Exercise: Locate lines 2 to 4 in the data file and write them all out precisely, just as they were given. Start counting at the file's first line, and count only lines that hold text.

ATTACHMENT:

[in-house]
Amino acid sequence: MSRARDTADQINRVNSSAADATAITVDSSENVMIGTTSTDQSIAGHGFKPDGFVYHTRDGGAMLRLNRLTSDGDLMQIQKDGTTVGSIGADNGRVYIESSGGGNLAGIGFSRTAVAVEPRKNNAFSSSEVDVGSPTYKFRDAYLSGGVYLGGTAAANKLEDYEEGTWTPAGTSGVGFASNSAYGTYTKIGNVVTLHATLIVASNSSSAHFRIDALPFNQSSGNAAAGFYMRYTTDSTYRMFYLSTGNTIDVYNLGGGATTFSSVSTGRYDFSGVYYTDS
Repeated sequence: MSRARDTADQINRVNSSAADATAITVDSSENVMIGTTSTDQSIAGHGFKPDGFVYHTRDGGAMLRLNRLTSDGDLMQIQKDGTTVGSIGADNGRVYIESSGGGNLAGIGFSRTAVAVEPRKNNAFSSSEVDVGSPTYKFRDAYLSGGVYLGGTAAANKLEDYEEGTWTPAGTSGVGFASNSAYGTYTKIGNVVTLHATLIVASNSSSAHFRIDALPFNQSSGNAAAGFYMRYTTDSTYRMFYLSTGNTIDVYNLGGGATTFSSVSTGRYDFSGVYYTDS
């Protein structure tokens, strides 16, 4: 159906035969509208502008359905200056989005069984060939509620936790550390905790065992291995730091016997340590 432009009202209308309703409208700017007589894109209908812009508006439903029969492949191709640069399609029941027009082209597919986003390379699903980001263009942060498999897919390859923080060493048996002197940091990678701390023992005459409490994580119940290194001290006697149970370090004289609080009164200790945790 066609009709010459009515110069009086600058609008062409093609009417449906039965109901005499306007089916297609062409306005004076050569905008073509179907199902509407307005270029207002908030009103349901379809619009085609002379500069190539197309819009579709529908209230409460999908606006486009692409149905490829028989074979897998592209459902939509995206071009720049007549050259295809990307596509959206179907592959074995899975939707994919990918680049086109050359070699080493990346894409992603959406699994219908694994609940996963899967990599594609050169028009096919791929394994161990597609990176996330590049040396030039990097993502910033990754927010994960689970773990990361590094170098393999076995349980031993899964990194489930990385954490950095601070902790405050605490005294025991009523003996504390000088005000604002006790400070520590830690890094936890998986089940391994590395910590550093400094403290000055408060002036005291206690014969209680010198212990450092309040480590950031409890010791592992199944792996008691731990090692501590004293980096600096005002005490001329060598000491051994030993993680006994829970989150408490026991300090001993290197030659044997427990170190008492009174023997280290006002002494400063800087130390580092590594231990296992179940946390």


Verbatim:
Amino acid sequence: MSRARDTADQINRVNSSAADATAITVDSSENVMIGTTSTDQSIAGHGFKPDGFVYHTRDGGAMLRLNRLTSDGDLMQIQKDGTTVGSIGADNGRVYIESSGGGNLAGIGFSRTAVAVEPRKNNAFSSSEVDVGSPTYKFRDAYLSGGVYLGGTAAANKLEDYEEGTWTPAGTSGVGFASNSAYGTYTKIGNVVTLHATLIVASNSSSAHFRIDALPFNQSSGNAAAGFYMRYTTDSTYRMFYLSTGNTIDVYNLGGGATTFSSVSTGRYDFSGVYYTDS
Repeated sequence: MSRARDTADQINRVNSSAADATAITVDSSENVMIGTTSTDQSIAGHGFKPDGFVYHTRDGGAMLRLNRLTSDGDLMQIQKDGTTVGSIGADNGRVYIESSGGGNLAGIGFSRTAVAVEPRKNNAFSSSEVDVGSPTYKFRDAYLSGGVYLGGTAAANKLEDYEEGTWTPAGTSGVGFASNSAYGTYTKIGNVVTLHATLIVASNSSSAHFRIDALPFNQSSGNAAAGFYMRYTTDSTYRMFYLSTGNTIDVYNLGGGATTFSSVSTGRYDFSGVYYTDS
């Protein structure tokens, strides 16, 4: 159906035969509208502008359905200056989005069984060939509620936790550390905790065992291995730091016997340590 432009009202209308309703409208700017007589894109209908812009508006439903029969492949191709640069399609029941027009082209597919986003390379699903980001263009942060498999897919390859923080060493048996002197940091990678701390023992005459409490994580119940290194001290006697149970370090004289609080009164200790945790 066609009709010459009515110069009086600058609008062409093609009417449906039965109901005499306007089916297609062409306005004076050569905008073509179907199902509407307005270029207002908030009103349901379809619009085609002379500069190539197309819009579709529908209230409460999908606006486009692409149905490829028989074979897998592209459902939509995206071009720049007549050259295809990307596509959206179907592959074995899975939707994919990918680049086109050359070699080493990346894409992603959406699994219908694994609940996963899967990599594609050169028009096919791929394994161990597609990176996330590049040396030039990097993502910033990754927010994960689970773990990361590094170098393999076995349980031993899964990194489930990385954490950095601070902790405050605490005294025991009523003996504390000088005000604002006790400070520590830690890094936890998986089940391994590395910590550093400094403290000055408060002036005291206690014969209680010198212990450092309040480590950031409890010791592992199944792996008691731990090692501590004293980096600096005002005490001329060598000491051994030993993680006994829970989150408490026991300090001993290197030659044997427990170190008492009174023997280290006002002494400063800087130390580092590594231990296992179940946390």